Canal Corp. v. Commissioner
United States Tax Court
135 T.C. 199 (2010)
The predecessor to Canal Corporation (plaintiff), Chesapeake Corporation, considered selling stock in its subsidiary Wisconsin Tissue Mills (WISCO) to Georgia Pacific (GP), but Chesapeake’s low basis meant a sale would trigger taxes. Instead Chesapeake contributed WISCO’s assets to a partnership, Georgia-Pacific Tissue LLC (the LLC). GP contributed over $376 million in assets for a 95 percent interest, while WISCO contributed $775 million in assets for a 5 percent interest. The LLC borrowed $755.2 million from the bank, which was immediately transferred to Chesapeake’s account. WISCO’s $775 million contribution less the $755.2 million distribution equaled the $19.8 million value of its 5 percent interest. GP guaranteed the loan, but Chesapeake’s tax advisor said that deferring tax required indemnity and WISCO maintaining a $151 million net worth. WISCO indemnified GP in limited ways and used the special distribution to repay an intercompany loan, pay Chesapeake a dividend, and lend Chesapeake $151 million for another intercompany note. At that point WISCO’s assets totaled $157 million, just 21 percent of its indemnity exposure for the bank loan. A Chesapeake executive told credit-rating agencies that the transaction’s only risk was tax risk, and both the executive and the agencies referred to the transaction as a sale. Chesapeake reported no tax gain, treating the special distribution as a non-taxable debt-financed transfer of consideration, not a sale, and later canceled the intercompany note. The commissioner assessed a deficiency—and a penalty for inaccurate reporting. Canal petitioned the tax court for review.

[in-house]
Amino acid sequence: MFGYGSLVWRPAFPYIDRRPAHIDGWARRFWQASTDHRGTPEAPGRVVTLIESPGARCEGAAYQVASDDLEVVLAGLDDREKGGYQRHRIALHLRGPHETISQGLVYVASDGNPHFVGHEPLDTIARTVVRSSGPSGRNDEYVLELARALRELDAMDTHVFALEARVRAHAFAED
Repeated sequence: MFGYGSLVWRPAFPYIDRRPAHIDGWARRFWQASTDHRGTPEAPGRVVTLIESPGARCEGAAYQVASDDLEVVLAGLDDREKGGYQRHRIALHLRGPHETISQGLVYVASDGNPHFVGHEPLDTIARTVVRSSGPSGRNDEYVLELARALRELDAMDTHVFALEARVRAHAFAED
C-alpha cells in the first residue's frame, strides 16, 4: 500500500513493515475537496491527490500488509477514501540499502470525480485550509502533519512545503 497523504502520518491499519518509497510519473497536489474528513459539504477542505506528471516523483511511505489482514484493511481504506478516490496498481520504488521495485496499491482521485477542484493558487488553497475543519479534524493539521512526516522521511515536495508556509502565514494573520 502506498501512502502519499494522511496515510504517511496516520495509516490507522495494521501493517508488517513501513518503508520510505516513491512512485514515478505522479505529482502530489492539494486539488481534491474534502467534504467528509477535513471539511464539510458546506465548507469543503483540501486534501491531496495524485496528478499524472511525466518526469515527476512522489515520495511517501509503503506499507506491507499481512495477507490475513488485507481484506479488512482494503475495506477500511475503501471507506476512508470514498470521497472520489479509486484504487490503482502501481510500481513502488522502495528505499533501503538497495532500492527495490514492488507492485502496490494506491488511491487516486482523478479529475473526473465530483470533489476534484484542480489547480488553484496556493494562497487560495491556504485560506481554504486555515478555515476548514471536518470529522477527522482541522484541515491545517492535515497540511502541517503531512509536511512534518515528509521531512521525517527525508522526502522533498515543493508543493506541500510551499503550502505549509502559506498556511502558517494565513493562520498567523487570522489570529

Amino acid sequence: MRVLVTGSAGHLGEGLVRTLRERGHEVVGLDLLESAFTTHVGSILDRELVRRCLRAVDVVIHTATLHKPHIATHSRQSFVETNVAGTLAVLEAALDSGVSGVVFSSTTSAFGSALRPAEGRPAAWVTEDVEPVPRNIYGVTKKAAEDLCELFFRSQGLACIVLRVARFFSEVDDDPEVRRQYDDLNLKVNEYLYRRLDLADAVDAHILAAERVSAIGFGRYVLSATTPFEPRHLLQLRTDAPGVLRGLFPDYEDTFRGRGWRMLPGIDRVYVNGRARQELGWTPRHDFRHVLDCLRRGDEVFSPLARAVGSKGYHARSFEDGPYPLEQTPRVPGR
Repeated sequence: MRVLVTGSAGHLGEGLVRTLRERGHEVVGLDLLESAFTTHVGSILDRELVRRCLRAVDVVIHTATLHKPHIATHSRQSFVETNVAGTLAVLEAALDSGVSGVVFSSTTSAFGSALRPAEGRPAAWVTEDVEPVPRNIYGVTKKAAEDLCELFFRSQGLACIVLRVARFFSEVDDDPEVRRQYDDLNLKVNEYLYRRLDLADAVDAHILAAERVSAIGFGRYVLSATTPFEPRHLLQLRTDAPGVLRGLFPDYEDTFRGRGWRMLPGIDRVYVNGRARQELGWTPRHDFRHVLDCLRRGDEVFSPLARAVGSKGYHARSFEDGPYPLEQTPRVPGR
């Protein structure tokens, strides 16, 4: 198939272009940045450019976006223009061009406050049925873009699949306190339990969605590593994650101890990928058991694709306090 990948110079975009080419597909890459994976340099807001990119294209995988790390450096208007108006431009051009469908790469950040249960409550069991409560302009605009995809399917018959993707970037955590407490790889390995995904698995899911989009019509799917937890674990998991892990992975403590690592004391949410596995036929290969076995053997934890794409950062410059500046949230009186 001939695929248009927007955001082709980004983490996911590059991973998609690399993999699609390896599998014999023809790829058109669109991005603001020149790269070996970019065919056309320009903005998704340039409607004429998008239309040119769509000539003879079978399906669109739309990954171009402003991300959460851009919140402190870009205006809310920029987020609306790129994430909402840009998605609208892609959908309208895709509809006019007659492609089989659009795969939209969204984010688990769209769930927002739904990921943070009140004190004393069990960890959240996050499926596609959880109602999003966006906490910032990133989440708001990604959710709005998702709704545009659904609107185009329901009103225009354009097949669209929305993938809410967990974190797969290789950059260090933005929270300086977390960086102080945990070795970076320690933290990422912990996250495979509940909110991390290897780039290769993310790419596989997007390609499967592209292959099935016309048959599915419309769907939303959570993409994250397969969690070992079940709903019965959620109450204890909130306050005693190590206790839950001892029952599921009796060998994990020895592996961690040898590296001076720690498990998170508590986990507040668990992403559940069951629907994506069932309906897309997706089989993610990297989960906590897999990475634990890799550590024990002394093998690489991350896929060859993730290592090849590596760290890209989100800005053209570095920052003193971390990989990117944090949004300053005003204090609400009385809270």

Rule of Law
Holding and Reasoning (Kroupa, J.)
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